Monday, May 9, 2011

Disclosing Asperger's at Work

A reader sent in the following questions:
 If you've ever been in a work situation where your Aspie qualities affected your performance, did you disclose? Do people treat you differently when they know? What are the pros/cons of disclosing?
To be honest, the question of disclosing is a little moot for me. Initially, I wasn't planning to share it with anybody except, maybe, a very close friend at work. However, now it turns out that everybody knows about my supposedly anonymous blog and reads it. Which must mean that everybody knows about the Asperger's. On the positive side, the very fact of being an Aspie makes it impossible for me to perceive whether people treat me differently because of it or not. An inability to gauge people's non-verbal reactions is one of the characteristics of Asperger's. Unless somebody comes up to me and says, "Since I read in your blog that you have Asperger's, I treat you differently," I'm not going to have a clue. 

Of course, Asperger's affects my performance at work. It does so in both negative and positive ways. To give an example, service to the academic community that includes socializing with people I don't know and don't care about tires me a lot more than any other activity under the sun. Maybe I could use Asperger's to have my service requirement pared down to something more manageable. However, Asperger's also makes it much easier for me to do research, prepare classes, and grade. Obviously, I don't want everybody's grading to be dumped on me. This is why I don't do anything specific to bring Asperger's into the work context. 

I don't think there can be one hard and fast rule on whether to disclose or not. Work environments, bosses and colleagues differ greatly. I don't think that anybody has an obligation to mention it unless they really feel like it. If there are certain things we don't do very well because of Asperger's, there are many others that we do a lot better than anybody else. This, I believe, is an important thing to remember in the context of Asperger's, whether we are talking about the work environment or personal relationships.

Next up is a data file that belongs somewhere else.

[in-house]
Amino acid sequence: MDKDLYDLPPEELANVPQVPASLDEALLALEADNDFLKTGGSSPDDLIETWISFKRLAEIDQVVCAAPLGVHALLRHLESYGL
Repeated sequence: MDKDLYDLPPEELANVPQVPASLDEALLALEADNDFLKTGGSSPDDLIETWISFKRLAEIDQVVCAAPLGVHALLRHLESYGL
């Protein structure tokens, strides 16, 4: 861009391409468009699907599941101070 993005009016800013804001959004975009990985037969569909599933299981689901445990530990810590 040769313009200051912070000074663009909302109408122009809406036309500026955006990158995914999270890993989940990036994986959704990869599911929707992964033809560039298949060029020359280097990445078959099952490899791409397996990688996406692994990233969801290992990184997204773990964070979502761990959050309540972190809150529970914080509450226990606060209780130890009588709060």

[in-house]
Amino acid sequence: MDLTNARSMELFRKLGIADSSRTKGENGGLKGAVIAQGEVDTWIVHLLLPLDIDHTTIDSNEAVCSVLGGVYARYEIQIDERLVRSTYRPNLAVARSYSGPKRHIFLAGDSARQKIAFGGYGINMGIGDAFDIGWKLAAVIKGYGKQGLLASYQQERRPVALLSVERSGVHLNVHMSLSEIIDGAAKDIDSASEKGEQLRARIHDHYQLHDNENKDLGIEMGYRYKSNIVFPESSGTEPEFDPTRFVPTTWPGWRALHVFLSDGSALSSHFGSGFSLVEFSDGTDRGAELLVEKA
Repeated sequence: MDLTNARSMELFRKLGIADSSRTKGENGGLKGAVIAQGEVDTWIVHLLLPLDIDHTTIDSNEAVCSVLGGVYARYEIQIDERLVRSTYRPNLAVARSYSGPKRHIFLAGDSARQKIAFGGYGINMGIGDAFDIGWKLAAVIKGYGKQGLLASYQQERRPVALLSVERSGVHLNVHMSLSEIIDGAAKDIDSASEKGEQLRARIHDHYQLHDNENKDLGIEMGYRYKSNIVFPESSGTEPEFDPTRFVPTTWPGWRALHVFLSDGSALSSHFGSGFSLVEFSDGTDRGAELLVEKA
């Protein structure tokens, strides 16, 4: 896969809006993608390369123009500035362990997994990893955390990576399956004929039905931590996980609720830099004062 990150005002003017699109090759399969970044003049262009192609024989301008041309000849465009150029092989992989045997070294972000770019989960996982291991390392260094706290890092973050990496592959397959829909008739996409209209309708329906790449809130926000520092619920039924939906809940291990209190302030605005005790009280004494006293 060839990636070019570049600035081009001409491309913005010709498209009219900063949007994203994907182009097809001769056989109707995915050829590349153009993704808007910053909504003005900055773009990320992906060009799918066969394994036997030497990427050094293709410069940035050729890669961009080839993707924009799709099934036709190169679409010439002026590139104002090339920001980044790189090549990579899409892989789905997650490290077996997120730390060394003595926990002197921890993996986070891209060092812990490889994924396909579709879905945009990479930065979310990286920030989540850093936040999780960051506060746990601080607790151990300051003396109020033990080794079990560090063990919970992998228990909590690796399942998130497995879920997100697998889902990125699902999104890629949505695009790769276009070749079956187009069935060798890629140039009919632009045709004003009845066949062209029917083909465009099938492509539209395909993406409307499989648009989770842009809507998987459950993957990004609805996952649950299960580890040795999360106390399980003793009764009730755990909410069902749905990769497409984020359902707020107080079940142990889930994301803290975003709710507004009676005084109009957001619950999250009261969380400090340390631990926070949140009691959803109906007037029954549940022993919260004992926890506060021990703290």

4 comments:

Anonymous said...

You really shouldn't have revealed your identity on the Internet. Now you need to be careful with what you say. People have been fired over postings they have made on the Internet.

Clarissa said...

If my employers can't live with my opinions, then they don't deserve to be my employers. I will never self-censor just to placate somebody.

Anonymous said...

Well, I admire your spirit.

A. Lee Firth said...

I'm 49 years old and was only diagnosed two years ago. So far I've never had a job, despite making myself very ill with my efforts to find work; disclosing my Asperger's would only be beneficial...unfortunately it's too late though.